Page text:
In September 2013, Kanye West announced he would be headlining his first solo tour in five years, to support Yeezus, with fellow American rapper Kendrick Lamar accompanying him as a supporting act.[114][115] The tour was met with rave reviews from critics.[116] Rolling Stone described it as "crazily entertaining, hugely ambitious, emotionally affecting (really!) and, most importantly, totally bonkers".[116] Writing for Forbes, Zack O'Malley Greenburg praised West for "taking risks that few pop stars, if any, are willing to take in today's hyper-exposed world of pop", describing the show as "overwrought and uncomfortable at times, but [it] excels at challenging norms and provoking thought in a way that just isn't common for mainstream musical acts of late".[117]

West on the Yeezus Tour in 2013

In June 2013, West and television personality Kim Kardashian announced the birth of their first child, North, and their engagement in October to widespread media attention.[118] In November, West stated that he was beginning work on his next studio album, hoping to release it by mid-2014,[119] with production by Rick Rubin and Q-Tip.[120] In December 2013, Adidas announced the beginning of their official apparel collaboration with West, to be premiered the following year.[121] In May 2014, West and Kardashian were married in a private ceremony in Florence, Italy, with a variety of artists and celebrities in attendance.[118] West released a single, "Only One", featuring Paul McCartney, in December.[122]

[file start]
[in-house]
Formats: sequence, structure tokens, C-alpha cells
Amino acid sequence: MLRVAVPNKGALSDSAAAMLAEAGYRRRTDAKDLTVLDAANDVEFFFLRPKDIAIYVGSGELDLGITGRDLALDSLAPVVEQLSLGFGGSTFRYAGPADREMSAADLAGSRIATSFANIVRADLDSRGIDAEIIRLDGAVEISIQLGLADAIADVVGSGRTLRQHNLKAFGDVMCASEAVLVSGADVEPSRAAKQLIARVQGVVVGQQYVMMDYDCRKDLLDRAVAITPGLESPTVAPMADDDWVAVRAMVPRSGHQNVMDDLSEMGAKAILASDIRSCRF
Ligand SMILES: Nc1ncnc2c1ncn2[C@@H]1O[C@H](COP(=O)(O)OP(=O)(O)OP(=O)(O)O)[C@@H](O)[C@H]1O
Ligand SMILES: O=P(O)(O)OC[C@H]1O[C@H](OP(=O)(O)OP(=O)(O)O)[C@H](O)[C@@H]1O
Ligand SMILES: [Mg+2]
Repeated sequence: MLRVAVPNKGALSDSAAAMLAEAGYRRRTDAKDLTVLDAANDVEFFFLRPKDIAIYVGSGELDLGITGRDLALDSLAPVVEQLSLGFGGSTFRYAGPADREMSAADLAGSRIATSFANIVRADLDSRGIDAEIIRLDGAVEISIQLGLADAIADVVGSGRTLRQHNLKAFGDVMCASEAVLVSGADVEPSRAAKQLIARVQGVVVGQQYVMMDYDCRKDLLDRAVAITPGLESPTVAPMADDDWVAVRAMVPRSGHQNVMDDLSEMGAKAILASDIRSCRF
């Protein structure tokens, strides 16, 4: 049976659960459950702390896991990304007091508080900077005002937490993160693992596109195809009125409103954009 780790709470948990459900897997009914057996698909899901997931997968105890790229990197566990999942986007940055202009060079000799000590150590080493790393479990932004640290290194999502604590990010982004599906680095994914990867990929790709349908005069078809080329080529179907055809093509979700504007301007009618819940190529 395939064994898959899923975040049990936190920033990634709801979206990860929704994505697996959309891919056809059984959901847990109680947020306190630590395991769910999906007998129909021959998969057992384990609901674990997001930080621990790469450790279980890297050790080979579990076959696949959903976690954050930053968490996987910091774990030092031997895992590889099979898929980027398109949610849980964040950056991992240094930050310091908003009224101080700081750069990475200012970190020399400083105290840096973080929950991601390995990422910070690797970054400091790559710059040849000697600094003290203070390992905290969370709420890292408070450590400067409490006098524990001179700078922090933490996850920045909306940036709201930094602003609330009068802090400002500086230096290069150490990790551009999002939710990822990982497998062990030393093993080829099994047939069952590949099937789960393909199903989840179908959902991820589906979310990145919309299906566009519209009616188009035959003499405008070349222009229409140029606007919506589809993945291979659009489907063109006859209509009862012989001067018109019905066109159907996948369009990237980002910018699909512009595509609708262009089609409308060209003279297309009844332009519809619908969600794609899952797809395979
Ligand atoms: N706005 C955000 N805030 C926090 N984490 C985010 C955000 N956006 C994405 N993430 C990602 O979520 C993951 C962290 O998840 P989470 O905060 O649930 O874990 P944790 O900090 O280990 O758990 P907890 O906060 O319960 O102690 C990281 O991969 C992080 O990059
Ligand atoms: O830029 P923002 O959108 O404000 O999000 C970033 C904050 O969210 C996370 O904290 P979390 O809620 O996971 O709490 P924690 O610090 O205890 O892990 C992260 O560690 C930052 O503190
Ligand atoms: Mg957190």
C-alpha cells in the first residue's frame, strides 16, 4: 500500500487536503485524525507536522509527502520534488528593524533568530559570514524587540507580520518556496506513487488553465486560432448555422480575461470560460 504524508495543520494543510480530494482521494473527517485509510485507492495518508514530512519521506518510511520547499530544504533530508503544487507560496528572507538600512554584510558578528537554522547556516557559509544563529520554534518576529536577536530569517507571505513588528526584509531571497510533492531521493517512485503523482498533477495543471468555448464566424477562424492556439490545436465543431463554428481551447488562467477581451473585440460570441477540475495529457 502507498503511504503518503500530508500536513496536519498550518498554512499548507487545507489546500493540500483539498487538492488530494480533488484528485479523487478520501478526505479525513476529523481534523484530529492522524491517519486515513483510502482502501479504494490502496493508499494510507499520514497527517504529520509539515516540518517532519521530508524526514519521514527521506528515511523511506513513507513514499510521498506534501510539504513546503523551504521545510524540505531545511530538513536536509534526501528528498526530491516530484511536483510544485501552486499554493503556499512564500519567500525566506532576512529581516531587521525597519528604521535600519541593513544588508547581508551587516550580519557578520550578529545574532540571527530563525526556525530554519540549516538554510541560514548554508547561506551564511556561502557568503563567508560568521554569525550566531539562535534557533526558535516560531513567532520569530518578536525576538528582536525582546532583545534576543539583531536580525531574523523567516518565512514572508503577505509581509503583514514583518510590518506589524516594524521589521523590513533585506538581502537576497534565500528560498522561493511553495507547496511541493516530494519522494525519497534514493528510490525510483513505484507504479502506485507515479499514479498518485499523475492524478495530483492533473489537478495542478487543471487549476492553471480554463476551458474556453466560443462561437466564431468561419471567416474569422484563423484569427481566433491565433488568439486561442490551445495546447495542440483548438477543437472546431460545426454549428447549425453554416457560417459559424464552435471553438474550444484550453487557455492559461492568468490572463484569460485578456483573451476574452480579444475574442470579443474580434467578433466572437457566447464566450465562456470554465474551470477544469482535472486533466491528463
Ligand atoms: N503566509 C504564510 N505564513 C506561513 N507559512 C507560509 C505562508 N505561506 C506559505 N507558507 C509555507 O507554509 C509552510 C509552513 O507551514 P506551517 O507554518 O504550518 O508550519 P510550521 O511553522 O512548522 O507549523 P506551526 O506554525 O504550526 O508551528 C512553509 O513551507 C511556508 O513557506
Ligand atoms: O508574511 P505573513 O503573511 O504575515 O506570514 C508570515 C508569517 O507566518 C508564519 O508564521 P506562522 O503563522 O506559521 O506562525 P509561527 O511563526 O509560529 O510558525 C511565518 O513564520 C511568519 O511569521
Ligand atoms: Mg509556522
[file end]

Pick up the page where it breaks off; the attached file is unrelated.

"FourFiveSeconds", a single jointly produced with Rihanna and McCartney, was released in January 2015. West also appeared on the Saturday Night Live 40th Anniversary Special, where he premiered a new song entitled "Wolves", featuring Sia Furler and fellow Chicago rapper, Vic Mensa. In February 2015, West premiered his clothing collaboration with Adidas, entitled Yeezy Season 1, to generally positive reviews. This would include West's Yeezy Boost sneakers.[123] In March 2015, West released the single "All Day" featuring Theophilus London, Allan Kingdom and Paul McCartney.[124] West performed the song at the 2015 BRIT Awards with a number of US rappers and UK grime MC's including: Skepta, Wiley, Novelist, Fekky, Krept & Konan, Stormzy, Allan Kingdom, Theophilus London and Vic Mensa.[125] He would premiere the second iteration of his clothing line, Yeezy Season 2, in September 2015 at New York Fashion Week.[126]